By having an ability that eliminates so many options (Healing Abilities, Primary, Secondary, Ults etc.) at the Design level, you effectively have to treat any unique or interesting abilities as comparable:

"Does this do anything with Anti-Heal in the game? Will the hero work or function well if the enemy just switches to one of the most popular Supports in the game?"

How are you meant to continue to Design around it?

The Answer: More MGAs.

Three of these "Cannot Die Sometimes" because one of these "Removes Healing as an Option"

It is no secret the development team enjoys having large cooldown abilities in the game but those aren't the only identifiers. Most of the Support cast has at least 1 MGA in their kit (Mercy Damage Boost, Zen Discord, Moira Orbs, Baptiste Lamp, Ana Bio-nade) and of the two that don't? Brigitte herself was a walking MGA (receiving over 19 nerfs and re-designs to bring her down to a skill-manageable level) and Lucio, the best designed Support, is the exception that proves the rule.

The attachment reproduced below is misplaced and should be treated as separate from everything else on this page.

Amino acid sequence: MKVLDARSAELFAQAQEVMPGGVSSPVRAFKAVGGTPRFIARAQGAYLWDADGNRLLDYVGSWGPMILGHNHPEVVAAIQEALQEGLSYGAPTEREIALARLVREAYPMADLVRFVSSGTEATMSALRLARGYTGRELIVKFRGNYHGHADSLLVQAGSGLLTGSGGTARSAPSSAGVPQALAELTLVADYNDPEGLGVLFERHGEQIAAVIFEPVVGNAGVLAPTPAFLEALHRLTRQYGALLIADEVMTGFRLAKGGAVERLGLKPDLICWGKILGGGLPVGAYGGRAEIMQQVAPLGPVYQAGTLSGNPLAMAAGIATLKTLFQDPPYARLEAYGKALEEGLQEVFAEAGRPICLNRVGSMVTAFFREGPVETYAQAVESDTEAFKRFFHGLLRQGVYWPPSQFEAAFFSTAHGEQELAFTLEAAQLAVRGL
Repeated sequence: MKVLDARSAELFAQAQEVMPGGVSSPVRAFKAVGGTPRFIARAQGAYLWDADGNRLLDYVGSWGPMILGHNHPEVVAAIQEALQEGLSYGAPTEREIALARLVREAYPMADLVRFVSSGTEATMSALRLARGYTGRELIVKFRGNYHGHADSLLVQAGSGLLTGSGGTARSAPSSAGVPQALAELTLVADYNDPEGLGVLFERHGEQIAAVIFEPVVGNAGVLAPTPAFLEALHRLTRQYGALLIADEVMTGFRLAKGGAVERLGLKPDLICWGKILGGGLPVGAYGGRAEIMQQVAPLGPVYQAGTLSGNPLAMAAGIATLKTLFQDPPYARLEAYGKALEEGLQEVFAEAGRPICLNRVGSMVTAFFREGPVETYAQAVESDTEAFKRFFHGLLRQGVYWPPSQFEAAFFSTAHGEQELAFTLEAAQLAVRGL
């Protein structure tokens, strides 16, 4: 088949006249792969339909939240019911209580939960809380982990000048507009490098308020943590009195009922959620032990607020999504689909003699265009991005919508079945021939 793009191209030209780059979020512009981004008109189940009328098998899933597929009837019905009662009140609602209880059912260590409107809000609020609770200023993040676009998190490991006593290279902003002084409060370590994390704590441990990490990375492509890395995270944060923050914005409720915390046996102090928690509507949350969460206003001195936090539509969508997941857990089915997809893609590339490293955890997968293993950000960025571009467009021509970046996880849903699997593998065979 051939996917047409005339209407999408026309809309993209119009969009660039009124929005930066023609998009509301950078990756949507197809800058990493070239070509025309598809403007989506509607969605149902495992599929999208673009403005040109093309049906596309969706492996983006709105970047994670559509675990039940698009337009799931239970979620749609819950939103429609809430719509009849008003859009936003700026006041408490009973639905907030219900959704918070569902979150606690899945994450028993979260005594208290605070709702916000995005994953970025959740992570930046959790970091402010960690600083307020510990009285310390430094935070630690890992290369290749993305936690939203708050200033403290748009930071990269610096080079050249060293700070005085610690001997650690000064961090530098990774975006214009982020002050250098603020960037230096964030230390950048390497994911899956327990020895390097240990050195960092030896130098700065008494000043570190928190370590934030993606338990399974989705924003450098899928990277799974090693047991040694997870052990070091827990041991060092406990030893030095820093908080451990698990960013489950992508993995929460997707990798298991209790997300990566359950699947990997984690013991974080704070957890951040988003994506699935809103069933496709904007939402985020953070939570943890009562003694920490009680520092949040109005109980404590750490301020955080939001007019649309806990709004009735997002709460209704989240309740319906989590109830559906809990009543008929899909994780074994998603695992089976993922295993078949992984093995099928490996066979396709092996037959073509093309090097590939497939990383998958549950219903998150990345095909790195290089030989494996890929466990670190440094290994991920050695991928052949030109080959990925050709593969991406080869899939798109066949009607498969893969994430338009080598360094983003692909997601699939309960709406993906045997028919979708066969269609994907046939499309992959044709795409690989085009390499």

The three Supports that came out, after Ana's release, all had versions of "I cannot die for a certain duration of time". Moira's fade, Baptiste's Immortality Field and Brigitte's...well, everything proved to be the answer the developers found in response to Bio-nade.

"Nevermind healing your team, which can be taken away from you, we'll give these Supports an incredibly powerful survival tool that ensures they can remain on the field to outlast Bio-nade's effects."